certificates and licensed with trial plates For earthwork or recremental transportation From 0:00am on Jul. 20th to 24:00 pm Aug. 27th

Roads within Beijing’s administration area

From 0:00 am on Aug. 28th to 24:00 pm Sept. 20th

Roads within the 5th Ring Road (included), Airport Expressway, G6 (from Shangqing Bridge to Xiguan Island), BeijingChengde Expressway (Laiguangying Bridge to Baima South Bridge)

Alternative running follow the principle of “odd number on odd day and even number on even day”

Postal service vehicles

From Jul. 1st to Sept. 20th, between 6:00 am to 24:00 pm everyday

Roads within the 6th ring (excluded)

No on-road running

Freight vehicles

From Jul. 1st to Sept. 20th, between 6:00 am to 24:00 pm everyday

Roads within the 6th ring (excluded)

Licensed in Beijing

No on-road running, while alternative running follow the principle of “odd number on odd day and even number on even day” in the rest of the period

From Jul. 1st to Sept. 20th, between 6:00 am to 24:00 pm everyday

Roads within the 6 ring (included)

From Jul. 1st to Sept. 20th, between 0:00 am to 6:00 am everyday

Roads within 5th ring (included)

Motorcycles licensed with Jing B

From 0:00 am on Jul. 1st to 24:00 pm on Sept. 20th

Roads within the 4th ring (excluding its side roads)

Intoxicated chemical freight vehicles

From 0:00 am on Jul. 1st to 24:00 pm on Sept. 20th

Roads within Beijing’s administration area

No on-road running

Roads within the 6th ring (excluded)

No on-road running, while alternative running follow the principle of “odd number on odd day and even number on even day” in the rest of the period

Tractors, low-speed freight vehicles, and triwheeled motorcycles

Other dangerous chemical freight vehicles

From Jul. 1st to Sept. 20th, between 6:00 am to 24:00 pm everyday

th

Resources: Beijing Municipal Government. Notice on Implementing Temporary Traffic Management Measures over Motor Vehicle Usage in Beijing during the Olympic Games and Paralympic Games. Jun.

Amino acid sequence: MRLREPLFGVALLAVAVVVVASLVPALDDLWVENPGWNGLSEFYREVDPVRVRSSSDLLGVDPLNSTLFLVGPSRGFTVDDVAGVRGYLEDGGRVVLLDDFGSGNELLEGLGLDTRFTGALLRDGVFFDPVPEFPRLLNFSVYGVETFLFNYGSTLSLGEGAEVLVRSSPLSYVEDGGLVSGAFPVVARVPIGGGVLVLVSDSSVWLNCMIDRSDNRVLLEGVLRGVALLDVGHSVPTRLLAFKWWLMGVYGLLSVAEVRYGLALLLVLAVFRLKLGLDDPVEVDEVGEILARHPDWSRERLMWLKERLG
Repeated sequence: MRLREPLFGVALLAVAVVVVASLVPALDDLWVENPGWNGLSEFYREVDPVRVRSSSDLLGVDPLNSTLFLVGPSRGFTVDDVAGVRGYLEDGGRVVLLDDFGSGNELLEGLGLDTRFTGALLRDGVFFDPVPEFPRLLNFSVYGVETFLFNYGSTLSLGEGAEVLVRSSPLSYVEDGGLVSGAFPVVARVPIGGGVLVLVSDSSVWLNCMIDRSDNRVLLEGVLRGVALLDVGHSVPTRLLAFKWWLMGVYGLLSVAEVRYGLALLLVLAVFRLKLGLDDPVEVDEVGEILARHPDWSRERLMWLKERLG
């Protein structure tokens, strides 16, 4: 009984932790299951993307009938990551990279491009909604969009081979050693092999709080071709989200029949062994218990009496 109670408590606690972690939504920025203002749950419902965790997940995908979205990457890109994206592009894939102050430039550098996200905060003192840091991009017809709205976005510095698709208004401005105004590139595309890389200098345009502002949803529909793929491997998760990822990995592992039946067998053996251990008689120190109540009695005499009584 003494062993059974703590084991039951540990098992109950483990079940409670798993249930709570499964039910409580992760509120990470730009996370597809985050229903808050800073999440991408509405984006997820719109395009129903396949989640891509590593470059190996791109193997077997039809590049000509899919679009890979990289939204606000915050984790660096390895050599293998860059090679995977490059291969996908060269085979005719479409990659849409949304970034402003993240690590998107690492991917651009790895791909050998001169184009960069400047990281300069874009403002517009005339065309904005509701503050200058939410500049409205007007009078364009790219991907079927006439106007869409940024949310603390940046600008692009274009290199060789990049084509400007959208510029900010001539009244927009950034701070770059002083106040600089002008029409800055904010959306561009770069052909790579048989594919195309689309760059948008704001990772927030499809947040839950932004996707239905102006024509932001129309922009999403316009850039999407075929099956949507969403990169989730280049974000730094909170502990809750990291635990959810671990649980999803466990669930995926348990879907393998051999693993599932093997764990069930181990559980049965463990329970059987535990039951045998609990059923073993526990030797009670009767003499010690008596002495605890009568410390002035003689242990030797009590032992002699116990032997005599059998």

19th, 2008. With thanks to the implementation of the above-mentioned traffic management measures, Beijing had seen a decrease of daily traffic flow by 45% in average during the Olympic Games, that is about 1.6 million motor vehicles less on road per day, which made the average running speed of motor vehicles in the Central City reach 43 km/h, far exceeding the requirements set by the 29th Olympic Games Organizing Committee. At the same time, there appeared an increase of more than 4 million passengers in public transportation, making the peak daily passenger transportation capacity of bus, subway and taxi rise to 15.1 million, 4.9 million and 2.7 million respectively, all of which marked a new historical record; and statistics showed that the public transportation travel ratio of Beijing peaked at 45% during the Olympic Games, achieving in advance the planned goal for 2015 when the rail transit mileage should be 560 km.5 The remarkable reduction of traffic flow also reduced the polluted gas emissions by nearly 60% which significantly improved the air quality of Beijing. Of course, all these achievements largely relied on the broad support of the citizens of Beijing for the Olympics. According to a survey conducted by Beijing Social Consensus Center in 2007, about 90% of Beijing’s citizens were for the alternative running of motor vehicles in line with the principle of “odd number on odd day and even number on even day” during the Olympic Games,6 which demonstrated the solid social foundation for the implementation of the measures restricting motor vehicle usage.